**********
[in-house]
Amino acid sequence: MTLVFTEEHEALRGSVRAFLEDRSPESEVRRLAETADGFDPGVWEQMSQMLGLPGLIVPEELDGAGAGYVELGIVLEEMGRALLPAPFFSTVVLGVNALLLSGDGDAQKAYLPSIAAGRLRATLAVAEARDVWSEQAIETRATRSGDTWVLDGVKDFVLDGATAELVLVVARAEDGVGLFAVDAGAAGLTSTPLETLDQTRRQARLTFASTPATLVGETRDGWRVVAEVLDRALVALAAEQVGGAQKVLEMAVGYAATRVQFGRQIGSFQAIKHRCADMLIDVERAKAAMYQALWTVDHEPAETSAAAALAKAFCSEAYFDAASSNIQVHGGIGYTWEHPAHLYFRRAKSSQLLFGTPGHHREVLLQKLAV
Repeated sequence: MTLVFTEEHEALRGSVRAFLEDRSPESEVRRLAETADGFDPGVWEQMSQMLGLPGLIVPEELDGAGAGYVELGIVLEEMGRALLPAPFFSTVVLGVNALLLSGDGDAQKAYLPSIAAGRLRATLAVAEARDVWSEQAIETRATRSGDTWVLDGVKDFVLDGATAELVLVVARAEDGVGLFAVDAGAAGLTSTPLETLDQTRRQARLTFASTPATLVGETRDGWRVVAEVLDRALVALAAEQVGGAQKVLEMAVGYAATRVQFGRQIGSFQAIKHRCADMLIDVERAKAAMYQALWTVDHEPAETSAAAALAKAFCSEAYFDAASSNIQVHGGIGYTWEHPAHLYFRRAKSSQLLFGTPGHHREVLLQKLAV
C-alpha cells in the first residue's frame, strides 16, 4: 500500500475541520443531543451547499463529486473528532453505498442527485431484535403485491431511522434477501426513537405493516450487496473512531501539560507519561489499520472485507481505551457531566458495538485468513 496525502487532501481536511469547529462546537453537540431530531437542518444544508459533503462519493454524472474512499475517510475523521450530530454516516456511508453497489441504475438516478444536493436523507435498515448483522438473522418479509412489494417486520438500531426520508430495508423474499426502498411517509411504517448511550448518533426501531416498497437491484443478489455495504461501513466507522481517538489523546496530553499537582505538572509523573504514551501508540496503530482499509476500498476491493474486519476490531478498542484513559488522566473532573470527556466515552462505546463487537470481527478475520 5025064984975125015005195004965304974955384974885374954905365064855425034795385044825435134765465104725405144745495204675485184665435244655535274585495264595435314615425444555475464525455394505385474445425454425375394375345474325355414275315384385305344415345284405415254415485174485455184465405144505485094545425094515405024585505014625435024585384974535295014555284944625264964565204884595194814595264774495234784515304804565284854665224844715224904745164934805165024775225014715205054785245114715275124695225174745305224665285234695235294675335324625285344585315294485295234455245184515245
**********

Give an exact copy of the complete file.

[in-house]
Amino acid sequence: MTLVFTEEHEALRGSVRAFLEDRSPESEVRRLAETADGFDPGVWEQMSQMLGLPGLIVPEELDGAGAGYVELGIVLEEMGRALLPAPFFSTVVLGVNALLLSGDGDAQKAYLPSIAAGRLRATLAVAEARDVWSEQAIETRATRSGDTWVLDGVKDFVLDGATAELVLVVARAEDGVGLFAVDAGAAGLTSTPLETLDQTRRQARLTFASTPATLVGETRDGWRVVAEVLDRALVALAAEQVGGAQKVLEMAVGYAATRVQFGRQIGSFQAIKHRCADMLIDVERAKAAMYQALWTVDHEPAETSAAAALAKAFCSEAYFDAASSNIQVHGGIGYTWEHPAHLYFRRAKSSQLLFGTPGHHREVLLQKLAV
Repeated sequence: MTLVFTEEHEALRGSVRAFLEDRSPESEVRRLAETADGFDPGVWEQMSQMLGLPGLIVPEELDGAGAGYVELGIVLEEMGRALLPAPFFSTVVLGVNALLLSGDGDAQKAYLPSIAAGRLRATLAVAEARDVWSEQAIETRATRSGDTWVLDGVKDFVLDGATAELVLVVARAEDGVGLFAVDAGAAGLTSTPLETLDQTRRQARLTFASTPATLVGETRDGWRVVAEVLDRALVALAAEQVGGAQKVLEMAVGYAATRVQFGRQIGSFQAIKHRCADMLIDVERAKAAMYQALWTVDHEPAETSAAAALAKAFCSEAYFDAASSNIQVHGGIGYTWEHPAHLYFRRAKSSQLLFGTPGHHREVLLQKLAV
C-alpha cells in the first residue's frame, strides 16, 4: 500500500475541520443531543451547499463529486473528532453505498442527485431484535403485491431511522434477501426513537405493516450487496473512531501539560507519561489499520472485507481505551457531566458495538485468513 496525502487532501481536511469547529462546537453537540431530531437542518444544508459533503462519493454524472474512499475517510475523521450530530454516516456511508453497489441504475438516478444536493436523507435498515448483522438473522418479509412489494417486520438500531426520508430495508423474499426502498411517509411504517448511550448518533426501531416498497437491484443478489455495504461501513466507522481517538489523546496530553499537582505538572509523573504514551501508540496503530482499509476500498476491493474486519476490531478498542484513559488522566473532573470527556466515552462505546463487537470481527478475520 5025064984975125015005195004965304974955384974885374954905365064855425034795385044825435134765465104725405144745495204675485184665435244655535274585495264595435314615425444555475464525455394505385474445425454425375394375345474325355414275315384385305344415345284405415254415485174485455184465405144505485094545425094515405024585505014625435024585384974535295014555284944625264964565204884595194814595264774495234784515304804565284854665224844715224904745164934805165024775225014715205054785245114715275124695225174745305224665285234695235294675335324625285344585315294485295234455245184515245